Head in the Clouds:
SoundCloud and the New Era of Independent Distribution in Music
By Kevin Cavanagh
As digital technology has developed, the world has become more and more of a stage in which even the audience is on display. Whether it is because more consumers are becoming “prosumers” or because user-generated content sites are becoming more popular and therefore more telling of the culture and what it’s participants desire, it is evident that the times are changing. José van Dijck argues that between community involvement (civilly, socially, politically) and more communal forms of creativity, production and distribution, it is evidently no longer valid to view consumers as simply consumers. Videos on YouTube, fansites, blogs and other forms of digital expression, fandom, and community reveal the peoples relationship with the medium more than any statistical study of uninvolved viewers.
Although because of the rise in number of producers or “prosumers”, it makes sense that it be more difficult for an artist or content creator to make it “big”. But the relativity of “big” is one that is still morphing and being defined, as new forms and opportunities for media are being developed monthly. An example of a new and extremely popular form of musical distribution and networking is SoundCloud. If you have a Macbook, you probably have the DAW (Digital Audio Workstation) Garageband on your desktop, and although you might not have used it, it is a fairly limited and simple version of what can be an almost infinitely all-encompassing synthesizer, drum machine, audio-recording “studio” music-maker. Other programs like LogicPro, Ableton Live, and Reason all take this concept a little further to a more professional degree, although still attempting at being user-friendly.
With the advent of the DAW and other advancements in the ease of audio production and compression (in a similar way sites like YouTube of more specifically Vimeo have become a possibility in regards to streaming video), sites like SoundCloud have become a haven for amateur producers to post their music in the hopes of being “discovered” or simply getting feedback and networking with other “prosumers”. Although the site is mostly filled with these types of musicians or music lovers, record labels/producers/DJs/etc have all began using the site as means of marketing and building community around this blooming relationship between the internet and art communities. People being discovered for doing “remixes” of their favorite artists have been catapulted into, although maybe modest, a level of fame and notoriety likely unachievable before the existence of such a site. A great example is involving the superstar Deadmau5. A fan of his created a remix that started getting other fans attention, and because of how intense the fan base is, it didn’t take long for the numbers to add up and for Deadmau5 to be forced to take notice, upon which the 15 year old finds his work being posted by possibly the most popular dance music producer in the world.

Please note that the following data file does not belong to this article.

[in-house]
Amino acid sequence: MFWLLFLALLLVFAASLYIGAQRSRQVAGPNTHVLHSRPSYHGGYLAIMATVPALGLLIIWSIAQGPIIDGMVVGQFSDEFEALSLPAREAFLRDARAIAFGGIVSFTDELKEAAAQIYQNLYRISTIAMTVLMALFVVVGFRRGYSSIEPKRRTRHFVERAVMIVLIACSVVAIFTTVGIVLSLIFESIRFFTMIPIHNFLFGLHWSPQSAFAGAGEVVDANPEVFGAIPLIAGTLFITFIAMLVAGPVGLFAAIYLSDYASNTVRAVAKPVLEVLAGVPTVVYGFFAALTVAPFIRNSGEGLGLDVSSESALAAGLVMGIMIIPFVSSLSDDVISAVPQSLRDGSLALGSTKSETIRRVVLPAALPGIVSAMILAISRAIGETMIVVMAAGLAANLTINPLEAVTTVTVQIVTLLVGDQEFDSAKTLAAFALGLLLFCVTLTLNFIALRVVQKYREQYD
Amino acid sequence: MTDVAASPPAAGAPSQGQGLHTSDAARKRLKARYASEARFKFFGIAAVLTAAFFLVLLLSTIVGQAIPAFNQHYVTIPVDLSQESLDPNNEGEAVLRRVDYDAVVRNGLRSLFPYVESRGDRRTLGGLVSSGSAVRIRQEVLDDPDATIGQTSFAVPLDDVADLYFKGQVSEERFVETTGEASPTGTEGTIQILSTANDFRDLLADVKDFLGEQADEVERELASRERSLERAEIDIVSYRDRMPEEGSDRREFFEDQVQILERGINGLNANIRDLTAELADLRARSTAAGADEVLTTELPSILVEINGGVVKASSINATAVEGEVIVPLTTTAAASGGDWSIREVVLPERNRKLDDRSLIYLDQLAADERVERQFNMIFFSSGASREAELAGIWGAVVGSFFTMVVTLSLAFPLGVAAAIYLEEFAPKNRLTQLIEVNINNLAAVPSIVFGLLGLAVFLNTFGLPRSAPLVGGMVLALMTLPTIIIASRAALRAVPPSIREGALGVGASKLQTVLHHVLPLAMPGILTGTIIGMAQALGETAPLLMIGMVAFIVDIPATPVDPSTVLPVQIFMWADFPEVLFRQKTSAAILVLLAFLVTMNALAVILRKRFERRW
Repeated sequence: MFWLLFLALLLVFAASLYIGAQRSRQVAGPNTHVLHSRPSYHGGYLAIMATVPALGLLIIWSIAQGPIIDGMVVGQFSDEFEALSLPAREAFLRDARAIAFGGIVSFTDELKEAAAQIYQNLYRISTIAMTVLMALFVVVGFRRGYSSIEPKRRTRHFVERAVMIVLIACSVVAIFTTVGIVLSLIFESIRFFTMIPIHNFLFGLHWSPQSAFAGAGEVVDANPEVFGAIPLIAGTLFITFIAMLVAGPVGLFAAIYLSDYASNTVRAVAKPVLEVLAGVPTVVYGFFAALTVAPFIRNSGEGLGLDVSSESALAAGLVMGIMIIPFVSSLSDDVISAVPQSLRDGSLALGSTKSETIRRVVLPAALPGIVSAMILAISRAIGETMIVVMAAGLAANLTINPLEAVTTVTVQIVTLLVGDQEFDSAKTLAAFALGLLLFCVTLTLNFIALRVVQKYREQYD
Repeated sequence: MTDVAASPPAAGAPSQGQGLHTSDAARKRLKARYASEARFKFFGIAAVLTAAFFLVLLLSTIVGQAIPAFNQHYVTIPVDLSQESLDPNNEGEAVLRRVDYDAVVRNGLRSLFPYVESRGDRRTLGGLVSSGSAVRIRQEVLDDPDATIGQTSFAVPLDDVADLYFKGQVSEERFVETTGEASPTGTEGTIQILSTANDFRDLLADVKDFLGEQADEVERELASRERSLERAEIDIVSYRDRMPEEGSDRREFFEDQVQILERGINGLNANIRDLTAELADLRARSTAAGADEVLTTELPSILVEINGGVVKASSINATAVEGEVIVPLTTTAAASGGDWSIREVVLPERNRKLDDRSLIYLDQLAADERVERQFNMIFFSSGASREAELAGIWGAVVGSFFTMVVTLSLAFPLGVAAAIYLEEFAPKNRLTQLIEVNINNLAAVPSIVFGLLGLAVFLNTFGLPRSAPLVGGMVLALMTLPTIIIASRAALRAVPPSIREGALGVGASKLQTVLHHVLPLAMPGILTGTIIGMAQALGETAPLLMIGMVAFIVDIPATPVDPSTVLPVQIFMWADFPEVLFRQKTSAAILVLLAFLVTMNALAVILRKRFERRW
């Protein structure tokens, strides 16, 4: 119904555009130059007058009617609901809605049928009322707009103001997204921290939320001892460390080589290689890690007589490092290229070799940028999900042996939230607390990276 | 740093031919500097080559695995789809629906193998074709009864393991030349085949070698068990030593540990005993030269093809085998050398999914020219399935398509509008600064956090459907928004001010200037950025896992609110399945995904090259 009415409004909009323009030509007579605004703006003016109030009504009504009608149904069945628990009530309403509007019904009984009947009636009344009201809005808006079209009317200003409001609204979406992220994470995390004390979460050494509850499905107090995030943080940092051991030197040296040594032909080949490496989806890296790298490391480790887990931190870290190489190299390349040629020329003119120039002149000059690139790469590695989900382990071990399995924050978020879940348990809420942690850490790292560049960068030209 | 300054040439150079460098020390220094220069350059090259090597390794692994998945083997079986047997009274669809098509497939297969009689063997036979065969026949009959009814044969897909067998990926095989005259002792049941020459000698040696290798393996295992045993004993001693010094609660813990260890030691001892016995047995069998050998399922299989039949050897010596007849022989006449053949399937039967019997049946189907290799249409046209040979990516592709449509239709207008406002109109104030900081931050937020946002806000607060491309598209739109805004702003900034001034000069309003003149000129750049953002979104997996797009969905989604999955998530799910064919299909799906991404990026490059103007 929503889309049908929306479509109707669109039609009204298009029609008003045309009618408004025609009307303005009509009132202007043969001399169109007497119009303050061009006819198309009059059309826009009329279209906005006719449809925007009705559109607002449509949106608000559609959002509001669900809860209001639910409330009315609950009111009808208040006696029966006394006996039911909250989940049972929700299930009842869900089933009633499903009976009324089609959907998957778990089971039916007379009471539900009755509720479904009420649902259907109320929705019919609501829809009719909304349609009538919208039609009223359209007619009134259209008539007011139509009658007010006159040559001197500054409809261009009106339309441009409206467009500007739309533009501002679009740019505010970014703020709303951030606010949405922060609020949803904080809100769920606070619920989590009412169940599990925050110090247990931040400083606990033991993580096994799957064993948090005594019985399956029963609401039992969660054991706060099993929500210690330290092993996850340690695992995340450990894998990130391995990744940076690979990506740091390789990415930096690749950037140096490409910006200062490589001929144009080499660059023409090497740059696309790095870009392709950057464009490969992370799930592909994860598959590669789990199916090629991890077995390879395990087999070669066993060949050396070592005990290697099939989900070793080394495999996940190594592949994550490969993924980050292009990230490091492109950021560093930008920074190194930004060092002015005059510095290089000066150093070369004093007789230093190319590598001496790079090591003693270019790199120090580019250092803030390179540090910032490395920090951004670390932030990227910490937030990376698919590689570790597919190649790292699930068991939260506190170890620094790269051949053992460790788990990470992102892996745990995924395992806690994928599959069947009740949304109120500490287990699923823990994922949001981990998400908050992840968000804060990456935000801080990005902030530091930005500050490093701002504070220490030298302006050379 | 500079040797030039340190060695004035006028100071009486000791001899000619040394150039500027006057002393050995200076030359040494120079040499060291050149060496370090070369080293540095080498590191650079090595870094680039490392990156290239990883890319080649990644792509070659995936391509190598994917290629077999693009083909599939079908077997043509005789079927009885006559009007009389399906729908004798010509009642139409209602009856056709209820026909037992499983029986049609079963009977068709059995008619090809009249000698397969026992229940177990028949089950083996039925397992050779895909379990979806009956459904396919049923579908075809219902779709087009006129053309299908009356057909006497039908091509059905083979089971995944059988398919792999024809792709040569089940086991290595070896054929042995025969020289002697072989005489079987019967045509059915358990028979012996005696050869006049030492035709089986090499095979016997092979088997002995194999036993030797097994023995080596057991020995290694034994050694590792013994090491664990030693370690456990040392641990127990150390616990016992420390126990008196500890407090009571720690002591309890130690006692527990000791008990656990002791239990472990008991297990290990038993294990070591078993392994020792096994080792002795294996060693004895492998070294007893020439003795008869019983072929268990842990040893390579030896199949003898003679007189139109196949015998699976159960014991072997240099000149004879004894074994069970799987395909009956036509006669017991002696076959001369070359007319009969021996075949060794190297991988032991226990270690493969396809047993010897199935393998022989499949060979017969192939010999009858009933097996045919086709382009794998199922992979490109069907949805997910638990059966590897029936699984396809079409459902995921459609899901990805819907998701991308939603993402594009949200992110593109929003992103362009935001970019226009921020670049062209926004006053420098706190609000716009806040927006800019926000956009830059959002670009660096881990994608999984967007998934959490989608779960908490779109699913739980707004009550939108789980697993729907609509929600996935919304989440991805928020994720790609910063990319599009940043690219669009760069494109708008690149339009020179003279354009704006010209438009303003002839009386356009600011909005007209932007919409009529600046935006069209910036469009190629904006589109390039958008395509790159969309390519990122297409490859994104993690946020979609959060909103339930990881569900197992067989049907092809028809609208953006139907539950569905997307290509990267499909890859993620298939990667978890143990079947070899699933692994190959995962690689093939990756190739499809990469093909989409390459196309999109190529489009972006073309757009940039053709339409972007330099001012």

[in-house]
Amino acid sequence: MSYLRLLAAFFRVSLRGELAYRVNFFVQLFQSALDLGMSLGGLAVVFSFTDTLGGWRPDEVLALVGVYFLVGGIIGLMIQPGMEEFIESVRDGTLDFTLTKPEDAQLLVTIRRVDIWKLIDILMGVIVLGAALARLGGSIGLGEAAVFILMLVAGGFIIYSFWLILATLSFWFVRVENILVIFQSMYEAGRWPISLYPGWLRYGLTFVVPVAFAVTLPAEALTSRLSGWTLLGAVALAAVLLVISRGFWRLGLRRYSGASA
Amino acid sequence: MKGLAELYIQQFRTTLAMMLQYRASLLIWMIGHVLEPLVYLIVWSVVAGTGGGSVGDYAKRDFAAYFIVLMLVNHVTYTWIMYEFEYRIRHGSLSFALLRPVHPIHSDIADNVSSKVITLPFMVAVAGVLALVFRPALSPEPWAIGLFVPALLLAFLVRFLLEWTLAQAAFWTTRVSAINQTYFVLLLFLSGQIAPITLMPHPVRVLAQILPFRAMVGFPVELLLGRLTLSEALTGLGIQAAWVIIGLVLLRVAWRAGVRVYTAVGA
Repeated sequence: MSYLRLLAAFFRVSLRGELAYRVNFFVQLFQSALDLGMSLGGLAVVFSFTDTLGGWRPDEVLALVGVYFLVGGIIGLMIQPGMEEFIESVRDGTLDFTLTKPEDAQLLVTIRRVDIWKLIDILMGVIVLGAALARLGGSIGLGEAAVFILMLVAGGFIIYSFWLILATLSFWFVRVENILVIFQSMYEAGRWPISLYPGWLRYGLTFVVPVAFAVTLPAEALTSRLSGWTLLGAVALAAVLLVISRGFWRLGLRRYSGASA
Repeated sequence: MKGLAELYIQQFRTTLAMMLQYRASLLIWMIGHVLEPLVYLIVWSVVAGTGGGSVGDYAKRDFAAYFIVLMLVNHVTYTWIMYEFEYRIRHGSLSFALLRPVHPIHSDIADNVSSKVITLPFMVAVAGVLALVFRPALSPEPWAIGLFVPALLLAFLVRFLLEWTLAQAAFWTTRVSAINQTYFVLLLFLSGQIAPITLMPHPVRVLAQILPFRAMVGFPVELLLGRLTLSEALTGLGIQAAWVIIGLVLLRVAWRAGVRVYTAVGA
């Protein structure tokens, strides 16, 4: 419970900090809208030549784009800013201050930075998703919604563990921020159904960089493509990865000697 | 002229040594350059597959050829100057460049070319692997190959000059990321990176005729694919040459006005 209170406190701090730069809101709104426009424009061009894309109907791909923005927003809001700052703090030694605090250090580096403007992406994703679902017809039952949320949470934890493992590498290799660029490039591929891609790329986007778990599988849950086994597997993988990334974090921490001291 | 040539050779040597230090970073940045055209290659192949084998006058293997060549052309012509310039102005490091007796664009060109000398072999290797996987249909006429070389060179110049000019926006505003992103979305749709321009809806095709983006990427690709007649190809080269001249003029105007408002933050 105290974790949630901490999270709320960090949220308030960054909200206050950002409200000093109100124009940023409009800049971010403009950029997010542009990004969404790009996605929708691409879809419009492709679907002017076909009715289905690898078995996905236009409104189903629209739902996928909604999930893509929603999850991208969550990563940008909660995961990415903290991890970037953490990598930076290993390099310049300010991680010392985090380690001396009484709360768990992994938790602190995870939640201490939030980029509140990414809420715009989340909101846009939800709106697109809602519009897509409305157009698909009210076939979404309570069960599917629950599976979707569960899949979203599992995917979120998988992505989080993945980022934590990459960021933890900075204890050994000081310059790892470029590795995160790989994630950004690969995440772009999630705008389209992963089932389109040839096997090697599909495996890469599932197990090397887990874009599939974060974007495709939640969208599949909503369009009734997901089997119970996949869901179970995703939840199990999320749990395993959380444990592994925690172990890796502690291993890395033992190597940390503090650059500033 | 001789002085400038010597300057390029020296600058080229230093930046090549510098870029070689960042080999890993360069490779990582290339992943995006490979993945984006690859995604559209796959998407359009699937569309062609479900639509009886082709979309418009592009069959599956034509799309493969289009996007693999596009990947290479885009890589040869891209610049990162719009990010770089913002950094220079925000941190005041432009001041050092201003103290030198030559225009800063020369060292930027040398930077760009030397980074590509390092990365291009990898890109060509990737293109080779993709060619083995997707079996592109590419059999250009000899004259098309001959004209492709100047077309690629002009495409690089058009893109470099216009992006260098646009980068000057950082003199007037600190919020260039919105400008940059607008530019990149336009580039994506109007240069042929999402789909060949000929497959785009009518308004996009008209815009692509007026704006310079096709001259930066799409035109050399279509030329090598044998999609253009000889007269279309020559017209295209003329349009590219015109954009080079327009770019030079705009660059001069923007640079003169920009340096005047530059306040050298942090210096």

Site like SoundCloud prove that although consumers are still consumers, the line has been blurred and the possibilities continue to grow for aspiring producers of all levels of notoriety. Whether it is being able to preview an upcoming album, listen to a live DJ set, sharing and remixing a song, or being able to leave a comment at a very specific point in the music (i.e. What synth/sample/effect did you use to achieve that?) the relationship between production and consumption is stronger than ever and more mutualistic than I ever imagined growing up.
Not only did 15 year old Madeon impress Deadmau5 enough to get him to publicize his music, he was signed and had music released. Do you think the quality of art/content will generally be reduced in the modern era of user-generated content/prosumers, or will the opportunity provide for more outlets of quality expression (as both are increasingly prominent features of Web 2.0)?